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SWEEP Report #26

The Use of Kelp and Molasses in an Aeration Tillage System

J. Sadler Richards, Conservation Management Systems, Lucan, Ontario

Executive Summary

Evaluation Summary (Tech. Transfer Report Summaries)

Associated SWEEP/LSP Research

View/Download Report (897 KB pdf) (appendices included)



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Completed: July, 1991

Key Words:

organic farming, aeration tillage, kelp, molasses, low input farming, Aerway system, soybeans

Executive Summary

In 1989 and 1990 two field trials were carried out each year in Oxford County to determine the effects of kelp, molasses and 71B fertilizer solution (1990 only) on soybean plant growth and seed yield in an aeration tillage system.

Results from two years of study indicate that the use of kelp and/or molasses and/or 71B fertilizer solution as a seed and/or foliar treatment in an aeration tillage system did not significantly affect the growth and yield of soybeans.


Evaluation Summary

(From Technology Transfer Report Summaries - A. Hayes, L. Cruickshank, Co-Chairs)

This 2 year study was carried out in Oxford county on 2 farm sites. The objectives of the study are:

  1. to determine the effect of kelp and/or molasses on main crop growth and seed yield.

  2. to prepare preliminary conclusions on the efficacy of kelp and/or molasses as essential practices within the Aer-way system of low input crop production.

In 1990 additional treatments using the 71B fertilizer solution were studied. Two farms with 2 sites/farm were used each year with four treatments in year one and 6 treatments in year 2.

The parameters evaluated included soil texture, soil fertility, maximum and minimum temperatures, precipitation, emergence, plant height, growth stages, and yield.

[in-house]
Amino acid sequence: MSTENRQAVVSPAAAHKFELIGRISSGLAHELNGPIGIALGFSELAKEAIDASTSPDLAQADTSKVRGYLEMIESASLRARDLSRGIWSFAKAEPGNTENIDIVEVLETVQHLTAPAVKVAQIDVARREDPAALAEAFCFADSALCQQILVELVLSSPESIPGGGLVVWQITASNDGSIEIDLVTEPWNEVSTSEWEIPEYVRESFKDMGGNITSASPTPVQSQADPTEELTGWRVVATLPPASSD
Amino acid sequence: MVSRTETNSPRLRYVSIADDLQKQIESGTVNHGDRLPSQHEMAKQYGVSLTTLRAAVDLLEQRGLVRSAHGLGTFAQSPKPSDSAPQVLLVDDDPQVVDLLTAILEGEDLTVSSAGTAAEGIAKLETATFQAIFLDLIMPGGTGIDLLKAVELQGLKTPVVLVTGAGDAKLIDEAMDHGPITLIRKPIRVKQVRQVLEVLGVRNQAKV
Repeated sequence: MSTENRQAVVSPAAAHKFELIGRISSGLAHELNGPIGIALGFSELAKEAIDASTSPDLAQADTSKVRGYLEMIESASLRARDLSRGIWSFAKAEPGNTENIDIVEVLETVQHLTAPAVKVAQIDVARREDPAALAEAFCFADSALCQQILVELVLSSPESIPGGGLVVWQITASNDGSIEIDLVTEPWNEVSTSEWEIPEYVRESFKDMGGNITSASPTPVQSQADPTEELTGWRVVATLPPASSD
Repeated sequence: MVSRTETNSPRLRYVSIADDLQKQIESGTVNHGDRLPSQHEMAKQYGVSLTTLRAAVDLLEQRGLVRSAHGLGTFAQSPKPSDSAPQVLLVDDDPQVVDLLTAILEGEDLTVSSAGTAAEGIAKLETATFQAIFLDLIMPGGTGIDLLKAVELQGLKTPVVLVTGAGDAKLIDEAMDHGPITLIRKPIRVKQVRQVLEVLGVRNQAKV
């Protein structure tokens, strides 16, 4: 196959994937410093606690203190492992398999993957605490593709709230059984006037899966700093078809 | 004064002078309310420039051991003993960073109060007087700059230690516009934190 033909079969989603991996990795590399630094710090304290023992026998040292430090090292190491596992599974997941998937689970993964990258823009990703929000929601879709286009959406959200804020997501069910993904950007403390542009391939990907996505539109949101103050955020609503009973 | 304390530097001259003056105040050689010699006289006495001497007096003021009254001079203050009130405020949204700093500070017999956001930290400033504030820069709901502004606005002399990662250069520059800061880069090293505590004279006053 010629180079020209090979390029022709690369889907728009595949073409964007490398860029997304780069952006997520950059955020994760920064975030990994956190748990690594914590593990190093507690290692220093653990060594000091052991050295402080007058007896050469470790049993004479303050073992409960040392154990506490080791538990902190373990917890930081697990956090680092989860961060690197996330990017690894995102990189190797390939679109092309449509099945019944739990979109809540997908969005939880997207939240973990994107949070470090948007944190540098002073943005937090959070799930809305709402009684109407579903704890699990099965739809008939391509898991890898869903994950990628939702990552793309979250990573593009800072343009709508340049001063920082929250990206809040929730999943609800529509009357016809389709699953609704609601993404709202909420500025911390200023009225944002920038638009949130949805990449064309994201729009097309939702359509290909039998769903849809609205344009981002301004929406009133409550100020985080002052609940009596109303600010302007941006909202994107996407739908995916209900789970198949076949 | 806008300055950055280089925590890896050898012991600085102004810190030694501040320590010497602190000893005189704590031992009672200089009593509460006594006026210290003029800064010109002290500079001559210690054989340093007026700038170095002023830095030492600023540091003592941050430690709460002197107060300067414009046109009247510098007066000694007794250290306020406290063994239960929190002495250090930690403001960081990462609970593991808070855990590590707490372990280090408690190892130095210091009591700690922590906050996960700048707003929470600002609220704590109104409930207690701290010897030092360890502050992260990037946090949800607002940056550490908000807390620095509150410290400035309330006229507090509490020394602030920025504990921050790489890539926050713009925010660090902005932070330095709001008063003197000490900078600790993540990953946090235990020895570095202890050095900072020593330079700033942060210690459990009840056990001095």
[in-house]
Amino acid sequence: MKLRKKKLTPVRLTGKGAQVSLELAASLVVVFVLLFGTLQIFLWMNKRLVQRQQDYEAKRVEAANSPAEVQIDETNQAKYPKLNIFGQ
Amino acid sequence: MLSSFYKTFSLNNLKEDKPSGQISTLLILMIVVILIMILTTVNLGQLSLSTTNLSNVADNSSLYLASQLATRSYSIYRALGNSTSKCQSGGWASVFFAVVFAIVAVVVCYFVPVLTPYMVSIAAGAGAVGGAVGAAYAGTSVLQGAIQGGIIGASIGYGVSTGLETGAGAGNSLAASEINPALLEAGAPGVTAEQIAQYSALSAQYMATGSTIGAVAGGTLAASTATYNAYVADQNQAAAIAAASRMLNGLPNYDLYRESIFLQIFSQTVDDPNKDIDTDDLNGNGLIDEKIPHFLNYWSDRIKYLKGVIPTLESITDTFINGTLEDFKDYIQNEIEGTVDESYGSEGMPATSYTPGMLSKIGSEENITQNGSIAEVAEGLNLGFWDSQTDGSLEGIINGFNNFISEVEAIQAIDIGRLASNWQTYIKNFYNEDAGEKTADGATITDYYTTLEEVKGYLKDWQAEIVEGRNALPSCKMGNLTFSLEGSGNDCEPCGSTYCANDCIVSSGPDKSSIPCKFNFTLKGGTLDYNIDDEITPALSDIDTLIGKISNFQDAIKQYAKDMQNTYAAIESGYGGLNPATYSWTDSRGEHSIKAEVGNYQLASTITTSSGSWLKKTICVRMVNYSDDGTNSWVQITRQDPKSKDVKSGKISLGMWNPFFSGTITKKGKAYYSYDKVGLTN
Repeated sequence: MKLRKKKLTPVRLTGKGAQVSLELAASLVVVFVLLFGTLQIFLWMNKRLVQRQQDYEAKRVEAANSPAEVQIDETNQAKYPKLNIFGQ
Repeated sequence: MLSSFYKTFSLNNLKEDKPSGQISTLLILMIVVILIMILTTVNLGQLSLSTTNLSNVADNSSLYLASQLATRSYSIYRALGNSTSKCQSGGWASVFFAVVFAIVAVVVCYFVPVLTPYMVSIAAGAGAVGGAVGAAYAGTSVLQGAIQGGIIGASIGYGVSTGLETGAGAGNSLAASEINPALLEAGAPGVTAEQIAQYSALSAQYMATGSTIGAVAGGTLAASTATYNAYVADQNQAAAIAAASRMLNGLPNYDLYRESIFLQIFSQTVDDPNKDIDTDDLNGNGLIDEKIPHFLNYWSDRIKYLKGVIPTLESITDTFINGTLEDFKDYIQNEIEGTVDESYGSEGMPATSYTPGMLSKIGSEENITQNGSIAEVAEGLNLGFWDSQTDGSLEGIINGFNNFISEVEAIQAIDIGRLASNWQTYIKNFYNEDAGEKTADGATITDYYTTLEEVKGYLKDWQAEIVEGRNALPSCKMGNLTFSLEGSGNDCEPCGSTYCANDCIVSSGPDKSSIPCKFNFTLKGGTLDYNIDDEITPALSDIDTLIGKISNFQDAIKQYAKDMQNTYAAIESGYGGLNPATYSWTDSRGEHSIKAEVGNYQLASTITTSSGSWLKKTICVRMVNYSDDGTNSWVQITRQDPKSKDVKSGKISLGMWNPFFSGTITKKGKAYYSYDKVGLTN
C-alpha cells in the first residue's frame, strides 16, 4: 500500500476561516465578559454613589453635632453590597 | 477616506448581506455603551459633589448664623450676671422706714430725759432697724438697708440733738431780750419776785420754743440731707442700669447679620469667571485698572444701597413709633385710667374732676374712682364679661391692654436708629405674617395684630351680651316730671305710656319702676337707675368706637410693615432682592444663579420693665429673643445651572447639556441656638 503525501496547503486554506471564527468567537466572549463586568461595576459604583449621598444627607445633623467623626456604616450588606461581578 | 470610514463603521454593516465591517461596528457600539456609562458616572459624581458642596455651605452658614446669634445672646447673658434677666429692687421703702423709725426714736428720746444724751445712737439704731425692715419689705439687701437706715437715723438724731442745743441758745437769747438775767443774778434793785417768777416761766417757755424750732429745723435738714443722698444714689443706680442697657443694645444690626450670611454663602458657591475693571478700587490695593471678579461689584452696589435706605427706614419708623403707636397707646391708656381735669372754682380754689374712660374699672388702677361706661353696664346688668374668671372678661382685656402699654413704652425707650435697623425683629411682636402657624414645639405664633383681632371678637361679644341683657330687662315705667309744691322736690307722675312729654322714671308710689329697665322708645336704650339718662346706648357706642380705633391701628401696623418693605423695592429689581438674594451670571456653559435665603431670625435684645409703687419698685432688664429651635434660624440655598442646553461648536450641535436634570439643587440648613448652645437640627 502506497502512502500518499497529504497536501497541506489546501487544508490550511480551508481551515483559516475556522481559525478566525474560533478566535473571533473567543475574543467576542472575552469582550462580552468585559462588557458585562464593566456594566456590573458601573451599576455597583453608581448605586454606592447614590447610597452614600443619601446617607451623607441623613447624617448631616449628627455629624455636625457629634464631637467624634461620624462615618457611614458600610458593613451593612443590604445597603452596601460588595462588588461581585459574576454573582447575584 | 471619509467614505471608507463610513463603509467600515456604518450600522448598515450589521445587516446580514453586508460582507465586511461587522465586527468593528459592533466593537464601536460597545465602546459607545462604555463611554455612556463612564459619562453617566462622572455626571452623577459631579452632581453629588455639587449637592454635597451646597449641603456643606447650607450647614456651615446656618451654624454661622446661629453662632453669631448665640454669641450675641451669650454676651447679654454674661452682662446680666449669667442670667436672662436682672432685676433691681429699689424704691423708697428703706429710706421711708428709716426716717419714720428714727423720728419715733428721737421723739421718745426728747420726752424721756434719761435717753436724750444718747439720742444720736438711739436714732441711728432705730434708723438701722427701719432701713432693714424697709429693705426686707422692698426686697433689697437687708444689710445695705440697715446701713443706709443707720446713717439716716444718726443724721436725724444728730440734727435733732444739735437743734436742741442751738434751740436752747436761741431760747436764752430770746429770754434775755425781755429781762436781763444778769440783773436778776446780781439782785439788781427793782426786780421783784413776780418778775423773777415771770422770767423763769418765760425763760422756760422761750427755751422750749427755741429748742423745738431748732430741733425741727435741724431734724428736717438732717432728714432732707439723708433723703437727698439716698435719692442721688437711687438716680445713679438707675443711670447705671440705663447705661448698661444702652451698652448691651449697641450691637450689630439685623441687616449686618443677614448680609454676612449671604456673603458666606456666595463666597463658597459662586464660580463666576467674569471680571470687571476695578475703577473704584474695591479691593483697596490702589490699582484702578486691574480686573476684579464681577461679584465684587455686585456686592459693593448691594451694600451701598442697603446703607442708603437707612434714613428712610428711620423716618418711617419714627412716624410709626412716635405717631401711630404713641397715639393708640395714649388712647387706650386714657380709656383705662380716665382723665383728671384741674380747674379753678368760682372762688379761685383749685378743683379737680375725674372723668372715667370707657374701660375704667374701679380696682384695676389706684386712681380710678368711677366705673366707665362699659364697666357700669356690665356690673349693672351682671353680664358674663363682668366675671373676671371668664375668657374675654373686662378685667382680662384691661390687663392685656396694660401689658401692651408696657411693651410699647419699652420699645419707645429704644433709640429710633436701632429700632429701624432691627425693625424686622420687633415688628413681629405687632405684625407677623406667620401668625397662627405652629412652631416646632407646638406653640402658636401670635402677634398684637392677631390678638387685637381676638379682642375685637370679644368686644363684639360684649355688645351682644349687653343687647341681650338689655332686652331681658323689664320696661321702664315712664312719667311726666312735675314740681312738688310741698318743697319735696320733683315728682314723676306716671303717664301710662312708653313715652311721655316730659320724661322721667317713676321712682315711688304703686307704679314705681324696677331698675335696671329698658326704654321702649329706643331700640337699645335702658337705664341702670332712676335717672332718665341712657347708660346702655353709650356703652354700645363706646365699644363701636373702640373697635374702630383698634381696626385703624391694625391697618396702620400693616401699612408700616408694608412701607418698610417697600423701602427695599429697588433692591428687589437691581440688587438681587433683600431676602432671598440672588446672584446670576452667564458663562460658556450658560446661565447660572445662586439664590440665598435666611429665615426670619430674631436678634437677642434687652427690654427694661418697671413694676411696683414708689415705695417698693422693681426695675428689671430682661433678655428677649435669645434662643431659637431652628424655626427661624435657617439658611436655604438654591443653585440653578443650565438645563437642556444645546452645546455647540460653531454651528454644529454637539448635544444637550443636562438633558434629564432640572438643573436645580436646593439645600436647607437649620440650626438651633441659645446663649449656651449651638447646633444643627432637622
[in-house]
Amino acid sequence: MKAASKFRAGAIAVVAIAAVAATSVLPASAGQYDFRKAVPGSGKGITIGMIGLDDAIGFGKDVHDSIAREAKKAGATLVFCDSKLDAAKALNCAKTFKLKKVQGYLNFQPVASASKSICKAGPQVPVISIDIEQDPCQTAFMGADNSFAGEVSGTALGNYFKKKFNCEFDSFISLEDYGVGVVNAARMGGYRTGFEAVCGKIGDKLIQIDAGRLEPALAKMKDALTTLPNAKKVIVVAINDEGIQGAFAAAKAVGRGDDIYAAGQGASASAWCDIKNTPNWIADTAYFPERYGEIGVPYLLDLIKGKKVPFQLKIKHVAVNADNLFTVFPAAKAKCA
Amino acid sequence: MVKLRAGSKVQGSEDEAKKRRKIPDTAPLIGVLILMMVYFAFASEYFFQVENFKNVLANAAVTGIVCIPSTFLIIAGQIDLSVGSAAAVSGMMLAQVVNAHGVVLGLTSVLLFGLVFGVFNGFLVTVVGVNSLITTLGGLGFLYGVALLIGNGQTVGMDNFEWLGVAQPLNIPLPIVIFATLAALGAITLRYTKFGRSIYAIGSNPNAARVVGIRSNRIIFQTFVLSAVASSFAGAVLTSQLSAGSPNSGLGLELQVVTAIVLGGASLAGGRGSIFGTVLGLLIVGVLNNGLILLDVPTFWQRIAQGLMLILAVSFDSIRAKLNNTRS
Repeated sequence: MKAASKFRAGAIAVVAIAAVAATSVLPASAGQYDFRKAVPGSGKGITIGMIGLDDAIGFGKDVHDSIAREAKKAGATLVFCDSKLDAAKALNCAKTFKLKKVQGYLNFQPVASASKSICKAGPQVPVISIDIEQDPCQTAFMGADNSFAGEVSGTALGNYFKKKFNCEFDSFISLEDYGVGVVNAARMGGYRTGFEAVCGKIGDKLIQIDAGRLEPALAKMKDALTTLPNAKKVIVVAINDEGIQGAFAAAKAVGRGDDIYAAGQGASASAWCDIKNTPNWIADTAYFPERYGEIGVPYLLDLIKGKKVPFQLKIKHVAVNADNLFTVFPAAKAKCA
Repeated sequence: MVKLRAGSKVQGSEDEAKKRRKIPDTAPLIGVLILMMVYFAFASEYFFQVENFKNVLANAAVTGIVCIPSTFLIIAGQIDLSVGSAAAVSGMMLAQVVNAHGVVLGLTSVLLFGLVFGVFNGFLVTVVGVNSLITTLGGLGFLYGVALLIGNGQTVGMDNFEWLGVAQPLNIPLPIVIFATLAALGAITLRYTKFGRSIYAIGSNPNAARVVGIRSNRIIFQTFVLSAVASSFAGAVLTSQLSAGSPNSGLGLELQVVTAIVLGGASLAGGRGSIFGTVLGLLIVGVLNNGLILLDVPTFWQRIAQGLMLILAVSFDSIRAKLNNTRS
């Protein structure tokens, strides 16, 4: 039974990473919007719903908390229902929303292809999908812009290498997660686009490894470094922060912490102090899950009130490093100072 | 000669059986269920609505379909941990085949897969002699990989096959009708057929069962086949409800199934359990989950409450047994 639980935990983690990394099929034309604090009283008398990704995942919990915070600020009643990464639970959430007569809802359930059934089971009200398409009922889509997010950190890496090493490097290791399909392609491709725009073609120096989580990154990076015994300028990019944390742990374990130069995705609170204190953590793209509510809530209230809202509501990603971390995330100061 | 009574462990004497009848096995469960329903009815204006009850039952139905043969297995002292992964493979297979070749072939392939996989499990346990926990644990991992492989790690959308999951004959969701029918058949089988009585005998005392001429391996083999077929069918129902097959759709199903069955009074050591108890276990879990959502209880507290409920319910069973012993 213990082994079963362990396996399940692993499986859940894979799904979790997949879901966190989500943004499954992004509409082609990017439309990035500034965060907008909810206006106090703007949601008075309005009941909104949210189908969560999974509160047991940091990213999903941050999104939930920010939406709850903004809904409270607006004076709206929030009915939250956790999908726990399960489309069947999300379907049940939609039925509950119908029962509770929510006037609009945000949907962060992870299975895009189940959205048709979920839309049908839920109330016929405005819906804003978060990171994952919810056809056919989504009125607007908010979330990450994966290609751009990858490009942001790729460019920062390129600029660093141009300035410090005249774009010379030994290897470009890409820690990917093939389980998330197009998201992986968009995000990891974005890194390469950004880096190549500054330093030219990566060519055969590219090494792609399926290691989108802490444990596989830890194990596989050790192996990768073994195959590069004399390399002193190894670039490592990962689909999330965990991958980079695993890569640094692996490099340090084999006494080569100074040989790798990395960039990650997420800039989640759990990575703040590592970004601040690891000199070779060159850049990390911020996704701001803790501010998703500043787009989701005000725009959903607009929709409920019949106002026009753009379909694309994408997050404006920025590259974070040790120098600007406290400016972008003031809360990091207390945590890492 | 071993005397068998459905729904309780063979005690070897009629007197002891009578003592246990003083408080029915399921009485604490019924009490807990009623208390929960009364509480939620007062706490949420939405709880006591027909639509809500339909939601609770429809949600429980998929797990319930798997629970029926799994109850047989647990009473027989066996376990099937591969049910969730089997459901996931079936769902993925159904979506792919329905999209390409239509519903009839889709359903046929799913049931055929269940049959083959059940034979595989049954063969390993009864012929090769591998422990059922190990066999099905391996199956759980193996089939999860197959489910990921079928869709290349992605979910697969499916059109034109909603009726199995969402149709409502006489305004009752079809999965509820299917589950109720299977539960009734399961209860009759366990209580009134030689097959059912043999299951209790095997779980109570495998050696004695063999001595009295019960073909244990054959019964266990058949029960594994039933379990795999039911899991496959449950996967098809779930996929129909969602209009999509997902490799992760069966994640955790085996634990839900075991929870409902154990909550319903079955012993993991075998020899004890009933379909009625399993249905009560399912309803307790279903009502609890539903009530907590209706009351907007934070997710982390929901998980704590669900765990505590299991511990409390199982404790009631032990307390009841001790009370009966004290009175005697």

The conclusions from the study were: (1) no significant difference in emergence between treatments, (2) no significant difference in height of soybeans 2 weeks after planting, (3) no significant difference in vegetative or reproductive growth between treatments, (4) no significant difference in yields amongst the treatments. Therefore the use of kelp and/or molasses and/or 71B fertilizer solution as a seed or foliar treatment on a one year application basis did not significantly affect growth and yield of soybeans in an Aerway production system.


The researchers believe the study should continue for at least 3 years to see if there is an accumulative affect of using kelp and/or molasses over a period of time. Costs were not evaluated with this report but if future research is to take place economics should be taken into account for the added expense of foliar treatments and material cost.

Associated SWEEP/LSP Research:

Future Research: ( ) indicates reviewers suggestion for priority, A - high, C - low.

(C) Continue research on additives over a number of years to see if there is/is not a benefit and include an economic analysis.




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Created: 05-28-1996
Last Revised: Thursday, May 19, 2011 02:37:13 PM